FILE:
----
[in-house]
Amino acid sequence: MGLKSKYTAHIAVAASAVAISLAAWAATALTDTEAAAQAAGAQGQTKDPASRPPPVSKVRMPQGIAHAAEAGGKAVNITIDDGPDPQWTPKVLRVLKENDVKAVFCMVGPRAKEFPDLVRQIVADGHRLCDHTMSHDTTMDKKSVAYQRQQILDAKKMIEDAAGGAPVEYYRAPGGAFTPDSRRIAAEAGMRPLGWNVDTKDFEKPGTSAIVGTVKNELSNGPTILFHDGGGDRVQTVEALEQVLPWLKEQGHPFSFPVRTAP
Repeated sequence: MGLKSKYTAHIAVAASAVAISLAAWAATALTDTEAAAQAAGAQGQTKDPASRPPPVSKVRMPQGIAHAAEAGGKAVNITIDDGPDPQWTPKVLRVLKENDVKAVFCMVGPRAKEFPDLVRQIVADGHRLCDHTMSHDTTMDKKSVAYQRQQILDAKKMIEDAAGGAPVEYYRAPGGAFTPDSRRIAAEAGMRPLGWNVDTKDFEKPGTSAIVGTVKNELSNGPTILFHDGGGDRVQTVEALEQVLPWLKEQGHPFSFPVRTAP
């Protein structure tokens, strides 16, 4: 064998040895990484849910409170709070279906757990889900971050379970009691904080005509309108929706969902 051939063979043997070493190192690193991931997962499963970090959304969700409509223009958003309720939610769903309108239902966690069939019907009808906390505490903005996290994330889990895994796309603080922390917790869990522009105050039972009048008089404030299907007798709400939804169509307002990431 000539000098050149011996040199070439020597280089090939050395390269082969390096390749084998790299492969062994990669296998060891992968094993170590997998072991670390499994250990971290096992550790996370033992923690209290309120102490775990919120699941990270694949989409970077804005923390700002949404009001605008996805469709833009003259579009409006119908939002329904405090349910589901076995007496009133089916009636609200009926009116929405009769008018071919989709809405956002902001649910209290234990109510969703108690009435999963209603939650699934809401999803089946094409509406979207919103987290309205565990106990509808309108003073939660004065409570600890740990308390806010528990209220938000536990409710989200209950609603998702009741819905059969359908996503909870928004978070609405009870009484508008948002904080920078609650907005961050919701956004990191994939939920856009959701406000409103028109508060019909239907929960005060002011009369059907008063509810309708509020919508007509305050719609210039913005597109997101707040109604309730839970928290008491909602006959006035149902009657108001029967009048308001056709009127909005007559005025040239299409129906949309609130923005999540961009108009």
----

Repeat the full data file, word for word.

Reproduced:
[in-house]
Amino acid sequence: MGLKSKYTAHIAVAASAVAISLAAWAATALTDTEAAAQAAGAQGQTKDPASRPPPVSKVRMPQGIAHAAEAGGKAVNITIDDGPDPQWTPKVLRVLKENDVKAVFCMVGPRAKEFPDLVRQIVADGHRLCDHTMSHDTTMDKKSVAYQRQQILDAKKMIEDAAGGAPVEYYRAPGGAFTPDSRRIAAEAGMRPLGWNVDTKDFEKPGTSAIVGTVKNELSNGPTILFHDGGGDRVQTVEALEQVLPWLKEQGHPFSFPVRTAP
Repeated sequence: MGLKSKYTAHIAVAASAVAISLAAWAATALTDTEAAAQAAGAQGQTKDPASRPPPVSKVRMPQGIAHAAEAGGKAVNITIDDGPDPQWTPKVLRVLKENDVKAVFCMVGPRAKEFPDLVRQIVADGHRLCDHTMSHDTTMDKKSVAYQRQQILDAKKMIEDAAGGAPVEYYRAPGGAFTPDSRRIAAEAGMRPLGWNVDTKDFEKPGTSAIVGTVKNELSNGPTILFHDGGGDRVQTVEALEQVLPWLKEQGHPFSFPVRTAP
């Protein structure tokens, strides 16, 4: 064998040895990484849910409170709070279906757990889900971050379970009691904080005509309108929706969902 051939063979043997070493190192690193991931997962499963970090959304969700409509223009958003309720939610769903309108239902966690069939019907009808906390505490903005996290994330889990895994796309603080922390917790869990522009105050039972009048008089404030299907007798709400939804169509307002990431 000539000098050149011996040199070439020597280089090939050395390269082969390096390749084998790299492969062994990669296998060891992968094993170590997998072991670390499994250990971290096992550790996370033992923690209290309120102490775990919120699941990270694949989409970077804005923390700002949404009001605008996805469709833009003259579009409006119908939002329904405090349910589901076995007496009133089916009636609200009926009116929405009769008018071919989709809405956002902001649910209290234990109510969703108690009435999963209603939650699934809401999803089946094409509406979207919103987290309205565990106990509808309108003073939660004065409570600890740990308390806010528990209220938000536990409710989200209950609603998702009741819905059969359908996503909870928004978070609405009870009484508008948002904080920078609650907005961050919701956004990191994939939920856009959701406000409103028109508060019909239907929960005060002011009369059907008063509810309708509020919508007509305050719609210039913005597109997101707040109604309730839970928290008491909602006959006035149902009657108001029967009048308001056709009127909005007559005025040239299409129906949309609130923005999540961009108009």